Thousands of working- class people voted in their droves for parties that do not, will not and cannot represent their interests.

Partly, that is because politics here has moved from a culture of representation and accountability to a big business circus replacing substance with glitz and glamour. That scenario has been re-enforced and replicated by sections of the media which treat politics here as a cross between a game show and a beauty contest.

The winners, once again, are the professional political classes, their media acolytes and the economic system they serve.

“The names on the doors have changed. Nothing else“.

The losers, once again, are working class people, public services, the young the old and the vulnerable. In that sense too, nothing has changed

The task of socialists, those on the left and other progressives is to present a coherent and class-based programme to challenge and counter the privatisation, low pay, zero hours and free market agenda of the big five parties.

It must remain our task to defend and to protect working class people,to speak out for their interests, to present and deliver the socialist alternative and to radically change this society and social system. That hasn’t change either.

Assembly Needs Major Reform

Later today the votes will be counted and the election results declared: but that doesn’t mean that we’ll have a working Assembly.

In the past four years we have seen the Executive collapsed twice, once by Sinn Fein for a period of three years and a few months ago by the DUP.

The structures established by the Good Friday Agreement have long since reached their sell by date. They are no longer fit for purpose and now stand in the way of effective develoved government.

The Assembly structures urgently need root and branch reform.

The starting point has to be getting rid of the sectarian and inoperable structures that the two main parties in particular continue to use, abuse and hide behind.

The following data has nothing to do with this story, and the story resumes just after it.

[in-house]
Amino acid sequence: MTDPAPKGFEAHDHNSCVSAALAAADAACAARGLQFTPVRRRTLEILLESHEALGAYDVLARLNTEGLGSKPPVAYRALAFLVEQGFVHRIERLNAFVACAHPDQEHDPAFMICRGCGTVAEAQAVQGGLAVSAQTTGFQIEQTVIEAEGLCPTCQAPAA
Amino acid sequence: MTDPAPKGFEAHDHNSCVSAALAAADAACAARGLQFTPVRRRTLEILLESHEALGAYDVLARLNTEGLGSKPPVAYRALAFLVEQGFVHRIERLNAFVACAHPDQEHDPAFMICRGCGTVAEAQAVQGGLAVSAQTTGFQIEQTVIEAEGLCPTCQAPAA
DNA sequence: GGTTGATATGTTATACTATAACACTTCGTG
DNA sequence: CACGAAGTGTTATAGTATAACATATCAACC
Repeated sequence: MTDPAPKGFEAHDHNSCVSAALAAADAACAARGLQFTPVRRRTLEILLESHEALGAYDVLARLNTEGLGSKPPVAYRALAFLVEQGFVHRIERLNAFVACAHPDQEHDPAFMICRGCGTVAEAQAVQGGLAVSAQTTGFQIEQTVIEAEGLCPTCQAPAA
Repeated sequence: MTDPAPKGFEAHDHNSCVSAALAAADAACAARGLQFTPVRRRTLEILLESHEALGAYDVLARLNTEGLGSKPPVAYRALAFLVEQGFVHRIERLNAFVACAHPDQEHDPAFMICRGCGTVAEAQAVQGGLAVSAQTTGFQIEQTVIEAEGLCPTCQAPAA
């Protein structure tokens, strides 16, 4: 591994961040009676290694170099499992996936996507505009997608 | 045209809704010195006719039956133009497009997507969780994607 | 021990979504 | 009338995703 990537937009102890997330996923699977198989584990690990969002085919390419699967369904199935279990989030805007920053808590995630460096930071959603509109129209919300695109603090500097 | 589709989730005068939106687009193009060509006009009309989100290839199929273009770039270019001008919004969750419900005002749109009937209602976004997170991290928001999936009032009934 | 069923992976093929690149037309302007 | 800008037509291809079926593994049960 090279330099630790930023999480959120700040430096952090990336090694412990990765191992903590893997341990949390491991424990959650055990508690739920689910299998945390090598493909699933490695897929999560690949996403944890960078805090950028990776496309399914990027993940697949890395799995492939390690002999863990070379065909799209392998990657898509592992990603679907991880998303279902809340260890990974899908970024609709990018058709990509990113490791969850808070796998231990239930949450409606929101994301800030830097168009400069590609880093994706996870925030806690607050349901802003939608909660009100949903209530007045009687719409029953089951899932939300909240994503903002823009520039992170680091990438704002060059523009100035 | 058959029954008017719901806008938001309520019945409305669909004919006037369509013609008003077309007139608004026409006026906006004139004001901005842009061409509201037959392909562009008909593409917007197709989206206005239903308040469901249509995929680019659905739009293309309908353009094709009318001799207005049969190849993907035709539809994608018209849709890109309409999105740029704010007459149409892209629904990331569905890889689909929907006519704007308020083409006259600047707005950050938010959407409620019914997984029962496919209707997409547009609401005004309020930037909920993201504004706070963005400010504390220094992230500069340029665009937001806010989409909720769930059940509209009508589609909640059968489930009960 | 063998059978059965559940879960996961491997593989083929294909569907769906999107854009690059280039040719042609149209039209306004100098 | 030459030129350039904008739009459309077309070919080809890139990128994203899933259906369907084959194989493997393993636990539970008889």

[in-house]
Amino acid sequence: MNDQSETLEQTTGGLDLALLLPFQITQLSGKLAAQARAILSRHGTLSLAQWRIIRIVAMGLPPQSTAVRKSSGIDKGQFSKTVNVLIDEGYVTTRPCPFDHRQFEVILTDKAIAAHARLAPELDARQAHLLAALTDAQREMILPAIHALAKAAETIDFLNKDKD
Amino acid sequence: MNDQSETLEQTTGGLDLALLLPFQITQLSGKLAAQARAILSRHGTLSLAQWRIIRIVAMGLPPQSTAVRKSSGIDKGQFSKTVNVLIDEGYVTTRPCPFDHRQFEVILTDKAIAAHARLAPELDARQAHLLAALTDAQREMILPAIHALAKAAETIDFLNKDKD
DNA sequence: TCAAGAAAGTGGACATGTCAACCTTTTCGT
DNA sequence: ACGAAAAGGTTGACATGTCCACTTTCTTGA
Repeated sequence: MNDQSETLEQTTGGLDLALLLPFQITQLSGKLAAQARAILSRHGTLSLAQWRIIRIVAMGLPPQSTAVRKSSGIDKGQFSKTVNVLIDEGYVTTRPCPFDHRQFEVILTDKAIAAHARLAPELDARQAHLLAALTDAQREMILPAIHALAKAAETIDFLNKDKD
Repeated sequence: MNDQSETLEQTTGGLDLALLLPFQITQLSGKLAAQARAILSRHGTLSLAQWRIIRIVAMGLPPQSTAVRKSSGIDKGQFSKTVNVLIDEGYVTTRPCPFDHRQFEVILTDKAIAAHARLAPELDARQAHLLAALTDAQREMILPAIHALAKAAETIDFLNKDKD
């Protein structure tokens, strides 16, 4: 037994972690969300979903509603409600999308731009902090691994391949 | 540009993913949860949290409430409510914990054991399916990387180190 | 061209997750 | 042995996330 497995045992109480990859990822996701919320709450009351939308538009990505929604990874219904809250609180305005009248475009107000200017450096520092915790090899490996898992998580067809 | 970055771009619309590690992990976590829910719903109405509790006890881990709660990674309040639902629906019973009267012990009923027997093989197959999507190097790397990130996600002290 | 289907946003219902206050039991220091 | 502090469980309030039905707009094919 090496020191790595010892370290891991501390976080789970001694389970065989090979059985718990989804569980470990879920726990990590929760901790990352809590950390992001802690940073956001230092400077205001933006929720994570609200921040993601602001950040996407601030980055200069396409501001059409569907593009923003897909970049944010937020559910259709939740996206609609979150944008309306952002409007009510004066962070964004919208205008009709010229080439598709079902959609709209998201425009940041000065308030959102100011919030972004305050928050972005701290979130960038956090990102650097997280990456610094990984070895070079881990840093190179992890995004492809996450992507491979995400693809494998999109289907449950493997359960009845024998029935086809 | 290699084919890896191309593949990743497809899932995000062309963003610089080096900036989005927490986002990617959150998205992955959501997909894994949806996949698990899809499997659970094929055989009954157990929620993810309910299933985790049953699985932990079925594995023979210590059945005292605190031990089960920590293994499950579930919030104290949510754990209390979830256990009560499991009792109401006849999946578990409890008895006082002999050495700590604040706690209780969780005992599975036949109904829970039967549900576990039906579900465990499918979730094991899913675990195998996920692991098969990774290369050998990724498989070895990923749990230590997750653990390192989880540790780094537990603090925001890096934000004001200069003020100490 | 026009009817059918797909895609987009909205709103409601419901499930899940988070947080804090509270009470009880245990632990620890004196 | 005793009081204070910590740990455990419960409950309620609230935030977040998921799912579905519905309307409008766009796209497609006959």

At a minimum, we need to move from mandatory to voluntary coalition, community designation requirements should be abolished and the Petition of Concern reformed to ensure that it can never again be used to veto social or equality legislation.

We cannot endure another five years of stop / start government. Immediate and far reaching reform is the only way in which a new Assembly can function effectively.

Make changes tomorrow…Friday will be too late

In a joint eve of poll statement, Workers Party candidates in six constituencies have urged voters to focus on what is important to them, not what the main parties try to tell them is important.

“When we all wake up on Friday morning the issues that will be affecting our lives won’t be a Border Poll, the Protocol, Flags, Culture Wars or who the First Minister is.

It will be the Cost of Living, the Health Service, Housing, Education, Low Pay and the Environment.”, they said.

“What difference will it make to a family facing a daily dilemma of heat or eat, who the First Minster is?

What difference will it make to people living in chronic poverty, poor housing, or even no housing?

What difference will it make to young mothers desperately wanting to work but not being able to find or afford child care?”, they asked.

What difference will a Border Poll make – win, lose or draw –  to a young student unable to go to university, a teenager unable to secure an apprenticeship or a family with no heat and little food? Absolutely none”, they said

“Thursday is the day that change can be made. Friday will be too late. 

Only the Workers Party offers the socialist alternative to dysfunctional government, sectarianism and self interest and offers real hope for radical change in this society.”, they said 

The Workers Party is running candidates in six constituencies :

Belfast North          Lily Kerr

Belfast South          Patrick Lynn

Belfast East            Eoin Mac Neill

Belfast West           Patrick Crossan

Mid Ulster               Hugh Scullion

Newry & Armagh    Nicola Grant